Indian currency can be used in Nepal

A question that’s guaranteed to be on the mind of anyone travelling to Nepal from India. You’ve probably heard that Indian Rupees are accepted in Nepal, but let me tell you that it isn’t that straightforward. While I was there, I realised that the reality is a bit more nuanced. I’ve explained my experiences in more detail in this blogpost.

The Basics

The official currency of Nepal is the Nepali Rupee. The standard conversion rate applied is 1 Indian Rupee = 1.6 Nepali Rupee. However, given that India and Nepal share a very liberal equation (in terms of border control and regulation) you will find that Indian currency can often be used in Nepal. But, there are a few things you should know.

Some Limitations

  1. Smaller denomination Indian currency notes (10, 20, 50 and 100) are more widely accepted. However, coins and higher denomination notes (500 or 2000) are less likely to be of any use while you’re in Nepal. In my experience, a few hotels were willing to accept payment in 500 rupee notes, but there were no takers for 2000 rupee notes or coins.
  2. In towns close to the Indo-Nepal border and bigger cities (like Pokhara and Kathmandu) it was easier to find people who would accept Indian currency for payment. In more remote areas, they preferred payment in Nepali rupees since it is more difficult for them to be able to use Indian currency subsequently.
  3. Most of the official money changers in Kathmandu and Pokhara did NOT accept Indian currency for exchange to Nepali currency. While they readily convert US Dollars, Japanese Yen and several other currencies of the world, they generally do not accept or deal with Indian Rupees. Therefore, if you’re forced to convert money, its more difficult to do so with INR. I was told that certain banks would accept and convert INR, however, I never had a chance to test that. I did convert some currency “unofficially” through locals in Pokhara who were willing to accept INR and give me Nepali Rupees in return.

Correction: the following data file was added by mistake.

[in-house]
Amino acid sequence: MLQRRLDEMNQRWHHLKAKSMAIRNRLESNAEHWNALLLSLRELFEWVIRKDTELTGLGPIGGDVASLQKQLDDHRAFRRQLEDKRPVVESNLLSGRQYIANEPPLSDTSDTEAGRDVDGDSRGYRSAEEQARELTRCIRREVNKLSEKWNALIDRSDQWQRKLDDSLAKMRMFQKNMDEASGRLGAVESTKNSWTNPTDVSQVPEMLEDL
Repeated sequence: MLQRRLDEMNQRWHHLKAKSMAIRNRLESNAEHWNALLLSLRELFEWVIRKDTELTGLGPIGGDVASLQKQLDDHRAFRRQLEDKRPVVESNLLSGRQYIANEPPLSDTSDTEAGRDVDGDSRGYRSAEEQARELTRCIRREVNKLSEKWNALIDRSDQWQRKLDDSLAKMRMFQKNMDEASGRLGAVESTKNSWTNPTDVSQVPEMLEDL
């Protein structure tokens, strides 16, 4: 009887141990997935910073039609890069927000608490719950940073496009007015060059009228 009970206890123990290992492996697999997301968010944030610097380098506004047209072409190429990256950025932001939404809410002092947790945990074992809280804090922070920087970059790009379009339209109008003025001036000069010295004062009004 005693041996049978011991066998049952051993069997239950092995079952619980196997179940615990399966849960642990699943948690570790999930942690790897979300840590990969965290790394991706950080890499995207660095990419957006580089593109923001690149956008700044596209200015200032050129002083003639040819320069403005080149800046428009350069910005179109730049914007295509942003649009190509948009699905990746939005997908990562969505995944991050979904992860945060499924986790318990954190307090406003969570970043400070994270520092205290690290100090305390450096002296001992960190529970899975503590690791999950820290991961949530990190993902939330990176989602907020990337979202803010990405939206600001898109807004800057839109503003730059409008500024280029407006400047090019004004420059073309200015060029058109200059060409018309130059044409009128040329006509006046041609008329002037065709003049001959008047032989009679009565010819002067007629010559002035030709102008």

4. Related to the subject of money conversion, I found that it was very easy to convert Indian Rupees to Nepali Rupees at places near the Indo-Nepal border. However, this was again an “unofficial” process done without any receipt. While this does increase the risk of getting counterfeit currency, I did not face any problems. The conversion was done at the standard rate of 1 INR = 1.6 NPR and no service charge or commission was taken from me. 

The Debit/Credit Card Conundrum

Coming to the subject of Indian Debit Cards and Indian Credit Cards. As I was to discover, there are some challenges around using these in Nepal. Firstly, almost all Indian Debit and Credit Cards have fine print on the back that reads “Not Valid for Foreign Exchange Transaction in Nepal or Bhutan” or something along those lines. This is something that many of us easily miss, but very crucial to know in this context.

I was unable to use my Indian Debit Card or Credit Card for any swipe transactions in Nepal – i.e. I was not able to pay for food, fuel or anything else by card. Using these cards at ATMs also proved to be a challenge. I was told that Indian Cards only work at certain ATMs of banks that have a tie-up with Indian banks, for e.g. NAABIL Bank, Nepal SBI and Everest Bank. In Kathmandu, I was able to withdraw Nepali Rupees from an ATM quite easily. However, in Pokhara this proved to be a challenge. After trying more than ten ATMs (and being declined) I was only able to withdraw money from a “Naabil Bank ATM”. Overall ATMs of “Naabil Bank” were the ones with the highest likelihood of success, while others like “Nepal SBI” would sometimes disburse money and sometimes decline.

Also relevant to mention here is that while there are several ATMs in Kathmandu and Pokhara, you are unlikely to find any ATMs (especially those that accept Indian cards) in any other part of Nepal. Therefore, it’s important to plan and withdraw necessary cash before you head off to any other part of Nepal from these cities.

Note: If you’re using an Indian ATM Card in Nepal you will most probably be charged a transaction fee of 500 Nepali Rupees or more per transaction. Therefore, it’s best to plan your withdrawals and do as few as possible.

Summing it Up

To summarise, Indian currency can be used in Nepal in some situations. However, to make your life easier, I would recommend converting some (or all) of the money you need into Nepali Rupee. In the interest of safety, it might be smartest to convert some money at the border/airport and then subsequently make necessary withdrawals while in bigger cities so as to not be travelling with too much cash in hand.

I hope you found this post useful. Do also read my other blogposts about tips and information for planning a trip to Nepal. If you haven’t already seen them, you should also head to my Youtube Channel and see the travel vlogs that I made during my trip to Nepal.